Russian Soyuz rocket heads to International Space Station, breaking string of failures

The Russian Progress-M spacecraft is ready to be lifted on its launch pad at Baikonur cosmodrome, Kazakhstan, July 1, 2015. A Russian Soyuz rocket blasted off on Friday, breaking a string of launch failures.
The Russian Progress-M spacecraft is ready to be lifted on its launch pad at Baikonur cosmodrome, Kazakhstan, July 1, 2015. A Russian Soyuz rocket blasted off on Friday, breaking a string of launch failures.PHOTO: REUTERS

CAPE CANAVERAL (Reuters) - A Russian Soyuz rocket blasted off on Friday to deliver a cargo ship loaded with food, water and equipment to the International Space Station, breaking a string of launch failures, a Nasa TV broadcast showed.

The Progress capsule, carrying more than 2,700kg of supplies, was expected to reach the orbiting outpost on Sunday following launch at 12.55am Eastern Daylight Time from the Baikonur Cosmodrome in Kazakhstan. "All of the systems on the Progress (are) in excellent shape," said Nasa launch commentator Rob Navias.

Friday's lift-off came five days after a SpaceX Falcon 9 rocket exploded after launch from Cape Canaveral Air Force Station in Florida. The accident destroyed a Dragon capsule carrying about 2,200kg of food, science experiments and equipment, including a docking system for two new space taxis under development by SpaceX and Boeing.

The cause of the accident is under investigation.

On April 28, a Russian Progress capsule failed to separate properly from the upper-stage of its Soyuz launcher, dooming the mission. Unable to reach its intended orbit, the capsule incinerated as it re-entered the atmosphere on May 8.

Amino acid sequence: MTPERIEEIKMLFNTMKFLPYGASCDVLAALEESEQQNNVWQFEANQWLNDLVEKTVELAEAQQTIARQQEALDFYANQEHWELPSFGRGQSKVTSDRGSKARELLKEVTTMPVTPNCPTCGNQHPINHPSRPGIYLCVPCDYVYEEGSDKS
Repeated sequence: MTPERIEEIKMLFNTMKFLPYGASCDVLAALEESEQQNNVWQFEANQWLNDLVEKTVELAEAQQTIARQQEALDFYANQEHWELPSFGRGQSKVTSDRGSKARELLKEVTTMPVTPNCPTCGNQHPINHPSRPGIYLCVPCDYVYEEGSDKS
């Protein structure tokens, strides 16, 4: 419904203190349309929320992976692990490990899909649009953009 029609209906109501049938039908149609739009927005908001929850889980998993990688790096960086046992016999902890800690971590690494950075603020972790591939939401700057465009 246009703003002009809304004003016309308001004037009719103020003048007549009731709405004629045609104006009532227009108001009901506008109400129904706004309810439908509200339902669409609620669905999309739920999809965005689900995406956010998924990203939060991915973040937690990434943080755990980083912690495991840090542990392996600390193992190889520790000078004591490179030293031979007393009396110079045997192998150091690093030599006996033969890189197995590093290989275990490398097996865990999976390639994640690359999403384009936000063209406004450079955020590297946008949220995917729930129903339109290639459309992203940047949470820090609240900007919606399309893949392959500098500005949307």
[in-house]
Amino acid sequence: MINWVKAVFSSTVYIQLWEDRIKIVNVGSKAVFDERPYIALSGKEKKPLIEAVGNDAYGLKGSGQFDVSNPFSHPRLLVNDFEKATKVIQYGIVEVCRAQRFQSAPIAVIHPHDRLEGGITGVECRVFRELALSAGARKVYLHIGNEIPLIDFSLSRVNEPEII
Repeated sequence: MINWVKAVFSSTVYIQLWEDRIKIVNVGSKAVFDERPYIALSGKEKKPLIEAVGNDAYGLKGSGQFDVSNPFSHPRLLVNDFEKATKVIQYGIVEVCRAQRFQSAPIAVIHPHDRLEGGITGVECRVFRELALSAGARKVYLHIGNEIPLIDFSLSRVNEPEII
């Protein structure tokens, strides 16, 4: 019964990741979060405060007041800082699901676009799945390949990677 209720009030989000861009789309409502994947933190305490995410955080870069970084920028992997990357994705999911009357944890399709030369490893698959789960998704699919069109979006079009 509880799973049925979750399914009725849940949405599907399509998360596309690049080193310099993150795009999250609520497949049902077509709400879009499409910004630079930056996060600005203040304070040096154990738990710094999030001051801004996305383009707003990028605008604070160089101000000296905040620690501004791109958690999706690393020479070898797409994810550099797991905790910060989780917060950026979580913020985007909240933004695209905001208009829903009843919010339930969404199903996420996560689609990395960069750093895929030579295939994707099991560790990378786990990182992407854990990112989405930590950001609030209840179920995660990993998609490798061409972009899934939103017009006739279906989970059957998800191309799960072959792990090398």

Another launch accident on Oct 28 by Orbital ATK destroyed a Cygnus cargo capsule bound for the station, a US$100 billion (S$135 billion) research laboratory that flies about 418km above Earth. A final report on that accident is still pending, said Orbital spokesman Barry Beneski.

The failures cast a shadow over the still emerging space transport industry, but experts said they had not exposed any fundamental flaws.

The accidents, involving three different rockets, had nothing in common "other than it's space, and it's difficult to go fly," Nasa Associate Administrator William Gerstenmaier told reporters after the SpaceX failure.

The station, a joint project involving 15 nations which is staffed by a crew of six astronauts and cosmonauts, currently has a four-month supply of food and water, Nasa said.

The arrival of the Russian cargo ship, and the planned launch of a Japanese HTV freighter in August, should replenish the station's pantries through the end of the year, Nasa said. Friday's successful launch clears the way for three new crew members to fly to the station later this month.

Nasa astronaut Kjell Lindgren, Russian cosmonaut Oleg Kononenko and Japan's Kimiya Yui had been preparing for a May 26 blast-off, but Russia delayed the flight while engineers analyzed the Soyuz rocket problem. The booster that botched the April cargo ship is similar to one used to fly the Russian Soyuz crew capsules.